Four charts from the most important jobs report you aren’t following
The most important jobs report you’ve probably never heard of was released this morning by the BLS. The “Job Openings and Labor Turnover Survey” demands your attention if only for its acronym, JOLTS. Janet Yellen pays close attention to it, and with good reason.
The survey tracks the number of job openings and hires in the US, which are fairly obvious indicators of the strength of the labor market. It also tracks an important, if slightly more subtle, indicator: turnover. The BLS calls these “separations,” and the number measures people who’ve quit jobs, been laid of, or otherwise left involuntarily.
The JOLTS numbers released this morning showed “3.9 million job openings on the last business day of September, little changed from August”, and the hiring and separations rates were essentially unchanged as well. More people getting laid off is bad news, of course, but more people quitting their jobs is actually a very good sign. People tend to quit their jobs when they feel more economically secure or positive about the job market.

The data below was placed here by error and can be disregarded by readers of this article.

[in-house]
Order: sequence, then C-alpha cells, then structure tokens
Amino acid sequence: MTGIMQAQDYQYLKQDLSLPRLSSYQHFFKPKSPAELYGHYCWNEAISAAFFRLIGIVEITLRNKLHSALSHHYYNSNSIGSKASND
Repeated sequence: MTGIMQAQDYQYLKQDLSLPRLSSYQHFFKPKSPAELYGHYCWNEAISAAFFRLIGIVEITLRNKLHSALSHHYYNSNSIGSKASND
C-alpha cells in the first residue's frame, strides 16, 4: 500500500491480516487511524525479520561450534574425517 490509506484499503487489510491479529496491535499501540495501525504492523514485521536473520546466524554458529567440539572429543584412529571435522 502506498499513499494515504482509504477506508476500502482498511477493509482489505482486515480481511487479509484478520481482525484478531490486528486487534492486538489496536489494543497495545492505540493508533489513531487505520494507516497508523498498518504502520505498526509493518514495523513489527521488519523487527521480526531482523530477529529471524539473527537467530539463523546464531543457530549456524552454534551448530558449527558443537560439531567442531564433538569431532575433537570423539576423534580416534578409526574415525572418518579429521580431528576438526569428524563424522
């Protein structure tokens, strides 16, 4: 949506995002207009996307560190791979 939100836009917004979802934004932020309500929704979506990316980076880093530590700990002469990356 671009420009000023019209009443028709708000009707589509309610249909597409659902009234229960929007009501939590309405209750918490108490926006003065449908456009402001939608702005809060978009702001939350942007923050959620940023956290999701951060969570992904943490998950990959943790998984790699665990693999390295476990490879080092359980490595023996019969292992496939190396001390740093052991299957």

Here are four charts from the BLS that put today’s release in context:
There are just under three unemployed people per job opening. Before the recession, the ratio was well below two-to-one.
The number of job openings has been rising steadily for the last four years, but is still below pre-recession levels.
Generally, as job openings rise, unemployment falls. The purple line shows that relationship after the financial crisis.
The number of people quitting their jobs is inversely related the number leaving involuntarily.
Or, as the BLS says:
Quits are generally voluntary separations initiated by employees. Quits are procyclical, rising with
an improving economy and falling with a faltering economy. Layoffs and discharges are generally
involuntary separations initiated by an employer and are countercyclical, moving in the opposite
direction of quits. The ratio of the number of quits to the number of layoffs and discharges
provides insight into churn in the labor market over the business cycle.